There has been a dramatic growth in community forestry throughout the United States during the past 10-15 years. Why the growth? In many respects, momentum towards a different approach has come from the degree of failure of the previous systems. Various descriptions have been applied to the recent era of forest management: stalemate, gridlock, a cultural war, environmental conflict, mismanagement, and unhealthy forests, among others. Whatever it is called, it has resulted in a widespread climate where active forest management has been disallowed or discouraged.
After at least two decades of economic decline, political rhetoric, social turmoil in the field of natural resource management and conservation, some people looked around to see unhealthy, wildfire prone forests, unemployed or displaced wood workers, and an ultimate decline in social and economic capacity to undertake ecological analysis and carry out appropriate forest management. By the early 1990's, decline in the economic and land management resources of wood products industries and public land agencies had deteriorated to the point of inertia.
While clearly this new work of community forestry is an on-going process, a story as yet not fully told, it is time to reflect. While we must continue to speak in terms of concepts and dreams and supportive policies to pursue, we can also begin to speak in terms of work, practice, and on-the-ground progress. This part of the story needs to be told in a clear manner, in a way that promotes further study and analysis, and peer-to-peer learning. Community forestry is, as Baker and Kusel report (2003), "a social movement," like other evolutionary and healing processes in our history. As it matures in actual places, in communities and forests, it increasingly becomes something we can get our arms around, something tangible, with real achievements and immediate challenges.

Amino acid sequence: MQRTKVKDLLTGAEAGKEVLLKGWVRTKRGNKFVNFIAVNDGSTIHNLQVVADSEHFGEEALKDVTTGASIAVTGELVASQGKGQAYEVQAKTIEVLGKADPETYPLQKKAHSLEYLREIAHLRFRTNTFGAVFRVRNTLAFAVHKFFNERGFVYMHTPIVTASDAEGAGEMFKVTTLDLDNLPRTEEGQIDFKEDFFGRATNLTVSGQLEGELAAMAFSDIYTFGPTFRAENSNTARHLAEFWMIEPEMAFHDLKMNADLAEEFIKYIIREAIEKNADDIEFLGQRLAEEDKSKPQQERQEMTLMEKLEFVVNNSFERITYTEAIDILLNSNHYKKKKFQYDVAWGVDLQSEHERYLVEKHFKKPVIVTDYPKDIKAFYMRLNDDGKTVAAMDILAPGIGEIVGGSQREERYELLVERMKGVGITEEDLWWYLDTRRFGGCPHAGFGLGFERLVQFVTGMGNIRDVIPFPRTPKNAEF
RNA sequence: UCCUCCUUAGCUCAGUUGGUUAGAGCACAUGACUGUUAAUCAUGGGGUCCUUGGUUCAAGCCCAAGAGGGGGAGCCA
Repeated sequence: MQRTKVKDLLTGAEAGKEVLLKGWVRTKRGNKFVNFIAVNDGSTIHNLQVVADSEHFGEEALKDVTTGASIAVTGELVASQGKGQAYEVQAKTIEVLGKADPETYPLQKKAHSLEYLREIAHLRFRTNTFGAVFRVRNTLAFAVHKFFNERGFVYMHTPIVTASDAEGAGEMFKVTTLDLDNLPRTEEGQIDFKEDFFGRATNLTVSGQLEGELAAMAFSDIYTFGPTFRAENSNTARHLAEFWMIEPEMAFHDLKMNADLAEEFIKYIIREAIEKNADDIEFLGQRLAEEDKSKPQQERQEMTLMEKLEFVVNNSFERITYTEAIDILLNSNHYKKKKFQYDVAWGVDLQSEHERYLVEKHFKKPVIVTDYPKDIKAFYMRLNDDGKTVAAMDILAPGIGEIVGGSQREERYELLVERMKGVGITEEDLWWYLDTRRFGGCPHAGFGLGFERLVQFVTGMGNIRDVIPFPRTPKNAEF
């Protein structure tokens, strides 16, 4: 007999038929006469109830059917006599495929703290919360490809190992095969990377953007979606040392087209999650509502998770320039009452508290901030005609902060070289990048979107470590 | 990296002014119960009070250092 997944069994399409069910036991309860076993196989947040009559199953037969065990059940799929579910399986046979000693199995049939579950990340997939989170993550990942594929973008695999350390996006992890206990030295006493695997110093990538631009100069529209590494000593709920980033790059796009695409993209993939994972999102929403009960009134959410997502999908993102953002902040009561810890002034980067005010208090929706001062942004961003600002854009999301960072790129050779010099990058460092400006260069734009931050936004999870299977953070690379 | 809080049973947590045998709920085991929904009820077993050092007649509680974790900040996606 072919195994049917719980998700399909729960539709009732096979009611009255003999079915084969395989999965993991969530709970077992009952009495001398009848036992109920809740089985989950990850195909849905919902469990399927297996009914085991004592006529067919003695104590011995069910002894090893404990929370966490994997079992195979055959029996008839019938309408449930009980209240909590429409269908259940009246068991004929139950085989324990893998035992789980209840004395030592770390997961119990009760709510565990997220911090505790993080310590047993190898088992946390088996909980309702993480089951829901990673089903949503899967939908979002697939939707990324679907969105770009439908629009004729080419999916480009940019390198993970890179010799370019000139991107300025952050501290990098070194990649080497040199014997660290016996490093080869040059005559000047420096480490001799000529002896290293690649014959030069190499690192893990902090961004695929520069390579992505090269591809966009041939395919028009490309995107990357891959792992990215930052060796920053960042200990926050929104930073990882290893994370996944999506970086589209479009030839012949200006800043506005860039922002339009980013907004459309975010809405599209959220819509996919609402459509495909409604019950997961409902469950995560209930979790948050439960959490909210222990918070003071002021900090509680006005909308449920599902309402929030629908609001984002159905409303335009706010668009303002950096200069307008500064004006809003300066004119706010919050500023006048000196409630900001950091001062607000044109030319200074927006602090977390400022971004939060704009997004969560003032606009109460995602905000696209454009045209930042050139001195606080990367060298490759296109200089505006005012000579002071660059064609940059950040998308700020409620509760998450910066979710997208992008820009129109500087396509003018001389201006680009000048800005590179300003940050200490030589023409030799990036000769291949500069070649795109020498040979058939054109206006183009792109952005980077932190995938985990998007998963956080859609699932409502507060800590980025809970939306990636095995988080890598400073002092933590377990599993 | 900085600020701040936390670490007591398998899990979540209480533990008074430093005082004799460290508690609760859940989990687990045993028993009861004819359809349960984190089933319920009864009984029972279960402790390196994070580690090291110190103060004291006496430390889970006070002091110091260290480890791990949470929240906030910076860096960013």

Community forestry, while filled with ideas, notions and a sense of what ought to be, is also now a set of real experiences. It is a complex and interrelated array of resources, policies, practices, and most of all actual players whose large and small contributions sustain the immediate and long-term outcomes of a new and hope-filled land stewardship ethic. The more familiar we can become with the day-to-day situations, actions, successes and challenges of this work, the better we will be able to continue to support and strengthen its practice and achievements.
Community forestry involves a myriad of new expectations, uncertain economic outcomes, evolving ecological science, risky investments, and limited public consensus. Negotiating this challenging development process requires significant forms of support, planning, redesign, and reinvestment in terms of organizational commitment, capital, political leadership, and realignment of natural resource management policy.
Local people don't easily accept outside help that comes and goes, and tells them what to do, or does it for them. Hands-on means doing it with them, even living with them and working with them to get the job done.